Intel has accumulated a wealth of experience in wafer manufacturing for decades, and no one can match its qualifications. As early as 2014, Intel began manufacturing 14nm process products, at that time TSMC is still groping 28nm. However, as more and more products start to use the 14nm process, resulting in their own 14nm production capacity is becoming more and more tight! While expanding its 14nm capacity, Intel is also looking for suitable foundry stoymers to mitigate the 14nm capacity crisis.
The company currently in Intel’s sights is Global Foundries, AMD’s former girlfriend.
Amd’s new ryulong 3000 series processors are known to use a 7nm process. GlobalFoundries has already interrupted the development of the 7nm process for financial reasons, forcing AMD to switch to TSMC. After losing AMD, the largest customer, Global Foundries’ revenue fell sharply, while a large number of 12/14nm production lines were idle.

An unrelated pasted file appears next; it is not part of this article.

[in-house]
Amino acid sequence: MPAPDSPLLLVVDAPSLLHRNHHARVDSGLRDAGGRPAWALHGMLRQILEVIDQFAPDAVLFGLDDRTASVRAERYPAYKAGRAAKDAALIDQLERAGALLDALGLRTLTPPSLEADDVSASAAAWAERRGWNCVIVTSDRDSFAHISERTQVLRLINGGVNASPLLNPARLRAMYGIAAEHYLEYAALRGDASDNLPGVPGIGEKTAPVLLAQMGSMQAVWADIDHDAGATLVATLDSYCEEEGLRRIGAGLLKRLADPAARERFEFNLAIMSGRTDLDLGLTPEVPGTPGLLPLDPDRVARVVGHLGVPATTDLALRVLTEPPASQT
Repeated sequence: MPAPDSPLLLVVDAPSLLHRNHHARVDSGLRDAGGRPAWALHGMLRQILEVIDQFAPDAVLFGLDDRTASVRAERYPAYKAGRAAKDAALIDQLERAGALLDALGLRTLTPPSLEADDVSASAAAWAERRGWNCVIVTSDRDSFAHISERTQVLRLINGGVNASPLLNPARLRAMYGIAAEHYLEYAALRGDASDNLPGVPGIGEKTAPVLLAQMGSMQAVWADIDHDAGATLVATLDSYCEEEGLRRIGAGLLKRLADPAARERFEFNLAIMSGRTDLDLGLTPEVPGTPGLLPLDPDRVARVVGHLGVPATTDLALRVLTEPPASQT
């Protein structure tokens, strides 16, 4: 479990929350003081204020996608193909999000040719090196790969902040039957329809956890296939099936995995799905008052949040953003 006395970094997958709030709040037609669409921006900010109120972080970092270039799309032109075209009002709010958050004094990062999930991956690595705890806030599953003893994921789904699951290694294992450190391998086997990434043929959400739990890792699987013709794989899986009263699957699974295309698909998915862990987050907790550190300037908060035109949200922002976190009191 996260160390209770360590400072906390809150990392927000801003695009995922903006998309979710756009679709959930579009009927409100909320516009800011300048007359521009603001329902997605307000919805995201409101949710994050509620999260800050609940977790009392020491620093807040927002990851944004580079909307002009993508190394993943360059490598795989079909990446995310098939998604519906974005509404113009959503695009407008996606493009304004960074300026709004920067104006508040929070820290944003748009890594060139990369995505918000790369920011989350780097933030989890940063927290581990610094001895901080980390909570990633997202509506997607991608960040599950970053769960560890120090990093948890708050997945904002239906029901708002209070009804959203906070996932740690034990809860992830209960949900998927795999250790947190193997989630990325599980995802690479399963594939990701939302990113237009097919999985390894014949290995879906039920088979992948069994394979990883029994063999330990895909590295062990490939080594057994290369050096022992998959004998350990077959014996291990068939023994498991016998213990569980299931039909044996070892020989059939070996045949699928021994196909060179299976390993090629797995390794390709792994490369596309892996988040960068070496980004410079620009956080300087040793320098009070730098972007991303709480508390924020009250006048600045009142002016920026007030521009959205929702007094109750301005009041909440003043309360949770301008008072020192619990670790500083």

Amd sits out, but for Intel, the 12/14nm that GlobalFoundries is idle is still a good thing. Intel’s plan is to first hand over some of the board chipsets using the 14nm process to GlobalFoundries, and then, at the right time, to the low-end processors of Celeron and Pentium to GlobalFoundries.
As for Intel’s 14nm capacity, which was removed, it was used, of course, to produce the 10th generation Comet Lake Core processor.